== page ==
For the first time in 20 years, I’m not attending a major political party convention. The GOP convention in Tampa rolls on while I work here, and I feared that the nostalgia factor would bother me.
But it hasn’t. Sure, I am missing out on the sort of meat-on-a-stick opportunities that come along when you go to a political convention, but the reality is this: I really only needed to attend the 1992, 2004 and 2008 conventions in person. In ’92, I was a reporter and ran around like a crazy person; in ’04 and ’08, I headed up continuous news efforts and got a lot of good out of talking to and working alongside reporters. But in ’96 and 2000, I could have been anywhere — and at the miserable Philly convention in 2000, I wished I was.
So like everyone else, I’m following the convention through news coverage. I find cable news convention coverage insufferable, so I’ve been watching snippets on C-SPAN, where the anchors just shut up and broadcast the straight feed. Meanwhile, my politically predictable friends are posting politically predictable things on Facebook and Twitter, as they continue to talk right past each other and pretty much convince no one of anything. I guess I should take some solace in the fact that I have politically predictable friends of many political stripes. I don’t take solace in the fact that so many of them are so stoneheaded that they can’t imagine even liking someone who doesn’t completely and perfectly share their political worldviews.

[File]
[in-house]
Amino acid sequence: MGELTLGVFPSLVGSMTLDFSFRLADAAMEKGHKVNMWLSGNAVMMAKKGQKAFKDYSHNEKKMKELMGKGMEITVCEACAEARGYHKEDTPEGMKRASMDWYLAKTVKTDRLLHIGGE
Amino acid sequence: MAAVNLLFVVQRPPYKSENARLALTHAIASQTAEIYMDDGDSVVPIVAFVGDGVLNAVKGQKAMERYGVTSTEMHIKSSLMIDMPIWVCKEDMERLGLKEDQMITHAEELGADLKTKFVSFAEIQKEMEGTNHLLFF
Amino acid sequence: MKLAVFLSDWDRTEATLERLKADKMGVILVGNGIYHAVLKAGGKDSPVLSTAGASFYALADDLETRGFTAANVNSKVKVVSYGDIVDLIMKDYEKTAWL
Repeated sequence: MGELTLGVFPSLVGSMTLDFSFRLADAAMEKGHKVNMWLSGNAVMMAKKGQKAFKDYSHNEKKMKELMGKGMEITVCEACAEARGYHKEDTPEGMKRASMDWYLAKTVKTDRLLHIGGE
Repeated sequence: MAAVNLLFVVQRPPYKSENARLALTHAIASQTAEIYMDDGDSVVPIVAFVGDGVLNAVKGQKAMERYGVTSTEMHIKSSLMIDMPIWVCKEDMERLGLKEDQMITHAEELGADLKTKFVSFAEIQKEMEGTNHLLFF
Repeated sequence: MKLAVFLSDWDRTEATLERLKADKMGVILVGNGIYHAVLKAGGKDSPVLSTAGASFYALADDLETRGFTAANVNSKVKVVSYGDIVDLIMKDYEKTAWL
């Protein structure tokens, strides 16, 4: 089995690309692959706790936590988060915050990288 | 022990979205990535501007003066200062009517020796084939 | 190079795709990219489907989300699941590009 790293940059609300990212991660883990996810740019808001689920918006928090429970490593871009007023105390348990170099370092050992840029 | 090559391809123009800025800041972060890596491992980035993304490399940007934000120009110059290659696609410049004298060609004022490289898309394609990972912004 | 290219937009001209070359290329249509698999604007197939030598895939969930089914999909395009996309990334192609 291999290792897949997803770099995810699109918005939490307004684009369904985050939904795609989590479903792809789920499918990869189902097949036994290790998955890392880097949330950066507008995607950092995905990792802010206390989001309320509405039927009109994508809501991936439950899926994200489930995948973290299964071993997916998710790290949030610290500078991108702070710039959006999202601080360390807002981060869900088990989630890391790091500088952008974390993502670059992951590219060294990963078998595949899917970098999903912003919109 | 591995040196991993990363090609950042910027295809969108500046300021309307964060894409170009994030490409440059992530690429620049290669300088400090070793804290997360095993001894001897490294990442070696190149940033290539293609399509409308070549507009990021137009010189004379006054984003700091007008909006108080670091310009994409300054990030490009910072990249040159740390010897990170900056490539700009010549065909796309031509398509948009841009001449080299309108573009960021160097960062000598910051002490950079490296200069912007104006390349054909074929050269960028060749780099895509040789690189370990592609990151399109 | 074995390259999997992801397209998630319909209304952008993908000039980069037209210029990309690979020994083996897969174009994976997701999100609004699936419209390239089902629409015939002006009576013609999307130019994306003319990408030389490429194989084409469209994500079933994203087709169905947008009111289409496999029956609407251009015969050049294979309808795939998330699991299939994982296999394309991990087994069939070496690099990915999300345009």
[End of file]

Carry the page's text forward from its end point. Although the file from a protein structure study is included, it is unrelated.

And that modern reality, writ large, is why I’m not missing being in Tampa and won’t miss being in Charlotte. There are many words coming out of many mouths in this year’s political convention cycle, but for my money, not much is being said.